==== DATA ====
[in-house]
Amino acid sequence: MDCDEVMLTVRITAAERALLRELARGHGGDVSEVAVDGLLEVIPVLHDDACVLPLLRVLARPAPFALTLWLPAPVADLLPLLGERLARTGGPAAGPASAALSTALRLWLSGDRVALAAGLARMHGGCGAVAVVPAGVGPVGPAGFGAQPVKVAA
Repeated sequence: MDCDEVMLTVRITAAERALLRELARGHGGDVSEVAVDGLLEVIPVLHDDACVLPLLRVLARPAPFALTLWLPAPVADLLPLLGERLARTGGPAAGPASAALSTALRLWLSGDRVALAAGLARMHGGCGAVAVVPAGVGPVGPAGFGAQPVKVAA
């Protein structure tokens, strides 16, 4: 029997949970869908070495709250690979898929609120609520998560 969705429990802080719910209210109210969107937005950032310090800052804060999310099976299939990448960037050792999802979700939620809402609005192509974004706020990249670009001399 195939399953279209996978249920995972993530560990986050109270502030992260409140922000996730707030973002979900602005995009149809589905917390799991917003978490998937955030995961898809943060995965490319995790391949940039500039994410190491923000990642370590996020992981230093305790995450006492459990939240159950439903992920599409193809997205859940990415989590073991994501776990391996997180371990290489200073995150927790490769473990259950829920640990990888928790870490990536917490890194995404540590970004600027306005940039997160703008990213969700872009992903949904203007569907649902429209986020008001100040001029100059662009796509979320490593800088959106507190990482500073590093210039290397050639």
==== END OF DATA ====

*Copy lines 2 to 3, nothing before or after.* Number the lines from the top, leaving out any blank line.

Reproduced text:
Amino acid sequence: MDCDEVMLTVRITAAERALLRELARGHGGDVSEVAVDGLLEVIPVLHDDACVLPLLRVLARPAPFALTLWLPAPVADLLPLLGERLARTGGPAAGPASAALSTALRLWLSGDRVALAAGLARMHGGCGAVAVVPAGVGPVGPAGFGAQPVKVAA
Repeated sequence: MDCDEVMLTVRITAAERALLRELARGHGGDVSEVAVDGLLEVIPVLHDDACVLPLLRVLARPAPFALTLWLPAPVADLLPLLGERLARTGGPAAGPASAALSTALRLWLSGDRVALAAGLARMHGGCGAVAVVPAGVGPVGPAGFGAQPVKVAA